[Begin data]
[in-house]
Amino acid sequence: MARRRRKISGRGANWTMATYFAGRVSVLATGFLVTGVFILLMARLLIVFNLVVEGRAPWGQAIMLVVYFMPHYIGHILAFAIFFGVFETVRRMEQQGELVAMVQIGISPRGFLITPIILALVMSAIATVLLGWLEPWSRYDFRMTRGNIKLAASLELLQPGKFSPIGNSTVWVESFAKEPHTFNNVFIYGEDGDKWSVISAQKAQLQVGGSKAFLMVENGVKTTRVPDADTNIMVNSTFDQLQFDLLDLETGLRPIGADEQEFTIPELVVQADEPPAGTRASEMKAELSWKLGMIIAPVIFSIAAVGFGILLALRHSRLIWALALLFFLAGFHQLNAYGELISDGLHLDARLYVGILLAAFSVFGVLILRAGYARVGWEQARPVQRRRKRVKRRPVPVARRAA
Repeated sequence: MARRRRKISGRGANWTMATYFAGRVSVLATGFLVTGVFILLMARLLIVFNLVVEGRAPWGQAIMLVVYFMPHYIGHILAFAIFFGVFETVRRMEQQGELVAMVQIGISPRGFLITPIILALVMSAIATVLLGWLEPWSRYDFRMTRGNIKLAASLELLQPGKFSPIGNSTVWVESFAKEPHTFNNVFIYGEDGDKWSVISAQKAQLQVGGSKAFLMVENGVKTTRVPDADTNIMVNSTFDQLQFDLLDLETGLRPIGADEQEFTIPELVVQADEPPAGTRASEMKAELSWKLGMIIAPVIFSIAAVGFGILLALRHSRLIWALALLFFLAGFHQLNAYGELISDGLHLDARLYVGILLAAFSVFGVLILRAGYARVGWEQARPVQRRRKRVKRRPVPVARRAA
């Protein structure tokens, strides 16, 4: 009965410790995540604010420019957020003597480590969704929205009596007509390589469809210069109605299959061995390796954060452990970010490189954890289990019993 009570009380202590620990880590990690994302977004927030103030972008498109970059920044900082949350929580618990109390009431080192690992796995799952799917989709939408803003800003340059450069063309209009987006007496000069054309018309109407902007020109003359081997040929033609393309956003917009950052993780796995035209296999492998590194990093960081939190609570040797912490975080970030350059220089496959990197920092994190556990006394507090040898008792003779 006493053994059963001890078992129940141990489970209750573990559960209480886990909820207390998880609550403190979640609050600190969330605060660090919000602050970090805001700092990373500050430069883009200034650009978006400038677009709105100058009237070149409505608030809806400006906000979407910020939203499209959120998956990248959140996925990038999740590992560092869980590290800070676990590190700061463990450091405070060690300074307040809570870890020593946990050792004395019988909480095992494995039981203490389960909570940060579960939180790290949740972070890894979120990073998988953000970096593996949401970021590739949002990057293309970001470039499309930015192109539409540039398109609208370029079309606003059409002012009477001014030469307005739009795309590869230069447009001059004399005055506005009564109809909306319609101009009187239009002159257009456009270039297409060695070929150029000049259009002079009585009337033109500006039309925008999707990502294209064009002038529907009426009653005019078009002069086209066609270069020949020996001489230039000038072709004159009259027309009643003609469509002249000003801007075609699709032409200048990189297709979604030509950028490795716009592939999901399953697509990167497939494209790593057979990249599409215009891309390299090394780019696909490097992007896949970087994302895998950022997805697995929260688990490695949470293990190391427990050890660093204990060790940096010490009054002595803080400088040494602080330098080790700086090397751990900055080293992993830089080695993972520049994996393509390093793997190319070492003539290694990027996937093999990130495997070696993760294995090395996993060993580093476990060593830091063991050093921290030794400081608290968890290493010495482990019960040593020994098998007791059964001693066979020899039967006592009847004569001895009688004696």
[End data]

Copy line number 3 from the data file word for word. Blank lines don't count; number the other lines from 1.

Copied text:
Repeated sequence: MARRRRKISGRGANWTMATYFAGRVSVLATGFLVTGVFILLMARLLIVFNLVVEGRAPWGQAIMLVVYFMPHYIGHILAFAIFFGVFETVRRMEQQGELVAMVQIGISPRGFLITPIILALVMSAIATVLLGWLEPWSRYDFRMTRGNIKLAASLELLQPGKFSPIGNSTVWVESFAKEPHTFNNVFIYGEDGDKWSVISAQKAQLQVGGSKAFLMVENGVKTTRVPDADTNIMVNSTFDQLQFDLLDLETGLRPIGADEQEFTIPELVVQADEPPAGTRASEMKAELSWKLGMIIAPVIFSIAAVGFGILLALRHSRLIWALALLFFLAGFHQLNAYGELISDGLHLDARLYVGILLAAFSVFGVLILRAGYARVGWEQARPVQRRRKRVKRRPVPVARRAA